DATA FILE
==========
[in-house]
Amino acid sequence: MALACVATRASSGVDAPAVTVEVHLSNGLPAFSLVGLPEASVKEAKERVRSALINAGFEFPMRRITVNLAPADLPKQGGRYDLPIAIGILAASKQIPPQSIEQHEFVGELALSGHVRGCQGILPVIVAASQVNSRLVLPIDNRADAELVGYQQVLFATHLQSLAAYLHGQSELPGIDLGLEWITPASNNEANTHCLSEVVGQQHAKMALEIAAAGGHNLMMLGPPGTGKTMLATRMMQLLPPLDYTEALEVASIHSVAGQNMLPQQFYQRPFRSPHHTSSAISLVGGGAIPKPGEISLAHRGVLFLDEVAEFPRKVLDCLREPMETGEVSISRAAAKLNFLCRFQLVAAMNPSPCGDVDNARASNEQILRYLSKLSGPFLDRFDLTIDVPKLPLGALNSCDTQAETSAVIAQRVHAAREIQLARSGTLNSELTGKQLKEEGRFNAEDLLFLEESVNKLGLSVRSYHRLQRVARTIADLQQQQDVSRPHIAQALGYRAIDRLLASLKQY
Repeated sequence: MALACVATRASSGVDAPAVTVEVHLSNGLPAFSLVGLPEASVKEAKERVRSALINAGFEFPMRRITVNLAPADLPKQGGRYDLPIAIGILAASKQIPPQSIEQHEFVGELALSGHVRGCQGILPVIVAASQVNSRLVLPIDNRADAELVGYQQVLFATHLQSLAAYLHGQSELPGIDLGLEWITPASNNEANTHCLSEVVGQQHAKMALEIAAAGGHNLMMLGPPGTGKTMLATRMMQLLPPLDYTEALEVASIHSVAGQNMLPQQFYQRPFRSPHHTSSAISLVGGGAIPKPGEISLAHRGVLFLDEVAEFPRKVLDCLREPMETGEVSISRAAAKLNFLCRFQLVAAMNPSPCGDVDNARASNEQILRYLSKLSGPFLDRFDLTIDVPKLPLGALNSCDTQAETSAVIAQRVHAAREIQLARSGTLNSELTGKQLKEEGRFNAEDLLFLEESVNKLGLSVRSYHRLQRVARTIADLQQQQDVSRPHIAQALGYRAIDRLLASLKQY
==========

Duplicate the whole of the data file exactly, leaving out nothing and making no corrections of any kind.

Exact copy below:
[in-house]
Amino acid sequence: MALACVATRASSGVDAPAVTVEVHLSNGLPAFSLVGLPEASVKEAKERVRSALINAGFEFPMRRITVNLAPADLPKQGGRYDLPIAIGILAASKQIPPQSIEQHEFVGELALSGHVRGCQGILPVIVAASQVNSRLVLPIDNRADAELVGYQQVLFATHLQSLAAYLHGQSELPGIDLGLEWITPASNNEANTHCLSEVVGQQHAKMALEIAAAGGHNLMMLGPPGTGKTMLATRMMQLLPPLDYTEALEVASIHSVAGQNMLPQQFYQRPFRSPHHTSSAISLVGGGAIPKPGEISLAHRGVLFLDEVAEFPRKVLDCLREPMETGEVSISRAAAKLNFLCRFQLVAAMNPSPCGDVDNARASNEQILRYLSKLSGPFLDRFDLTIDVPKLPLGALNSCDTQAETSAVIAQRVHAAREIQLARSGTLNSELTGKQLKEEGRFNAEDLLFLEESVNKLGLSVRSYHRLQRVARTIADLQQQQDVSRPHIAQALGYRAIDRLLASLKQY
Repeated sequence: MALACVATRASSGVDAPAVTVEVHLSNGLPAFSLVGLPEASVKEAKERVRSALINAGFEFPMRRITVNLAPADLPKQGGRYDLPIAIGILAASKQIPPQSIEQHEFVGELALSGHVRGCQGILPVIVAASQVNSRLVLPIDNRADAELVGYQQVLFATHLQSLAAYLHGQSELPGIDLGLEWITPASNNEANTHCLSEVVGQQHAKMALEIAAAGGHNLMMLGPPGTGKTMLATRMMQLLPPLDYTEALEVASIHSVAGQNMLPQQFYQRPFRSPHHTSSAISLVGGGAIPKPGEISLAHRGVLFLDEVAEFPRKVLDCLREPMETGEVSISRAAAKLNFLCRFQLVAAMNPSPCGDVDNARASNEQILRYLSKLSGPFLDRFDLTIDVPKLPLGALNSCDTQAETSAVIAQRVHAAREIQLARSGTLNSELTGKQLKEEGRFNAEDLLFLEESVNKLGLSVRSYHRLQRVARTIADLQQQQDVSRPHIAQALGYRAIDRLLASLKQY